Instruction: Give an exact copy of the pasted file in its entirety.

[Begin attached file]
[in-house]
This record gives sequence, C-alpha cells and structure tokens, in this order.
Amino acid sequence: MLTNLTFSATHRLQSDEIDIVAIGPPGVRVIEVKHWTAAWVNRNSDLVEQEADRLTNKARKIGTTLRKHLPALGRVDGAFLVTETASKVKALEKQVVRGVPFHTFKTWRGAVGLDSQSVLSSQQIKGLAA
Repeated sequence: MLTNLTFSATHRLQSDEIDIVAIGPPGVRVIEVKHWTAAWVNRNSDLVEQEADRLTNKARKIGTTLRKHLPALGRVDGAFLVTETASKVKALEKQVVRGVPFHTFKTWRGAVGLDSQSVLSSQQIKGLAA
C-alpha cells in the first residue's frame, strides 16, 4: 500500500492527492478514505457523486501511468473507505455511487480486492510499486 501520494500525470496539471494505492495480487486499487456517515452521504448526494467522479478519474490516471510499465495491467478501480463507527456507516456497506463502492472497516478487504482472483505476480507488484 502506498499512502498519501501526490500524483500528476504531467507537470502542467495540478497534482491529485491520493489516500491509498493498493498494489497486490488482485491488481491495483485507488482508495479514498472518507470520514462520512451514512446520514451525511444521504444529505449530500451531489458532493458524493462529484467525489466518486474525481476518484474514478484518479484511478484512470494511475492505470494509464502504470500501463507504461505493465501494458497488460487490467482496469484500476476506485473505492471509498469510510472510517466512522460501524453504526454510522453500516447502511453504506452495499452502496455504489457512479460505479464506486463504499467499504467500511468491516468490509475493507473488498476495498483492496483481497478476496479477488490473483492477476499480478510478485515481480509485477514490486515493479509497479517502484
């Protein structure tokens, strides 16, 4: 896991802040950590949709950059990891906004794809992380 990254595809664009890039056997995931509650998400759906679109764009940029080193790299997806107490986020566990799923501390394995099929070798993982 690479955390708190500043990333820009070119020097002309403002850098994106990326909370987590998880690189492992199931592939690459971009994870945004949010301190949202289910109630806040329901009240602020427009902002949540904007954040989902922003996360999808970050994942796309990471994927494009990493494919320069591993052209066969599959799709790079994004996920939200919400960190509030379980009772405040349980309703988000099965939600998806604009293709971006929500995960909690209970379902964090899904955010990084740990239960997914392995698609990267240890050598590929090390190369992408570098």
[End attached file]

[in-house]
This record gives sequence, C-alpha cells and structure tokens, in this order.
Amino acid sequence: MLTNLTFSATHRLQSDEIDIVAIGPPGVRVIEVKHWTAAWVNRNSDLVEQEADRLTNKARKIGTTLRKHLPALGRVDGAFLVTETASKVKALEKQVVRGVPFHTFKTWRGAVGLDSQSVLSSQQIKGLAA
Repeated sequence: MLTNLTFSATHRLQSDEIDIVAIGPPGVRVIEVKHWTAAWVNRNSDLVEQEADRLTNKARKIGTTLRKHLPALGRVDGAFLVTETASKVKALEKQVVRGVPFHTFKTWRGAVGLDSQSVLSSQQIKGLAA
C-alpha cells in the first residue's frame, strides 16, 4: 500500500492527492478514505457523486501511468473507505455511487480486492510499486 501520494500525470496539471494505492495480487486499487456517515452521504448526494467522479478519474490516471510499465495491467478501480463507527456507516456497506463502492472497516478487504482472483505476480507488484 502506498499512502498519501501526490500524483500528476504531467507537470502542467495540478497534482491529485491520493489516500491509498493498493498494489497486490488482485491488481491495483485507488482508495479514498472518507470520514462520512451514512446520514451525511444521504444529505449530500451531489458532493458524493462529484467525489466518486474525481476518484474514478484518479484511478484512470494511475492505470494509464502504470500501463507504461505493465501494458497488460487490467482496469484500476476506485473505492471509498469510510472510517466512522460501524453504526454510522453500516447502511453504506452495499452502496455504489457512479460505479464506486463504499467499504467500511468491516468490509475493507473488498476495498483492496483481497478476496479477488490473483492477476499480478510478485515481480509485477514490486515493479509497479517502484
């Protein structure tokens, strides 16, 4: 896991802040950590949709950059990891906004794809992380 990254595809664009890039056997995931509650998400759906679109764009940029080193790299997806107490986020566990799923501390394995099929070798993982 690479955390708190500043990333820009070119020097002309403002850098994106990326909370987590998880690189492992199931592939690459971009994870945004949010301190949202289910109630806040329901009240602020427009902002949540904007954040989902922003996360999808970050994942796309990471994927494009990493494919320069591993052209066969599959799709790079994004996920939200919400960190509030379980009772405040349980309703988000099965939600998806604009293709971006929500995960909690209970379902964090899904955010990084740990239960997914392995698609990267240890050598590929090390190369992408570098």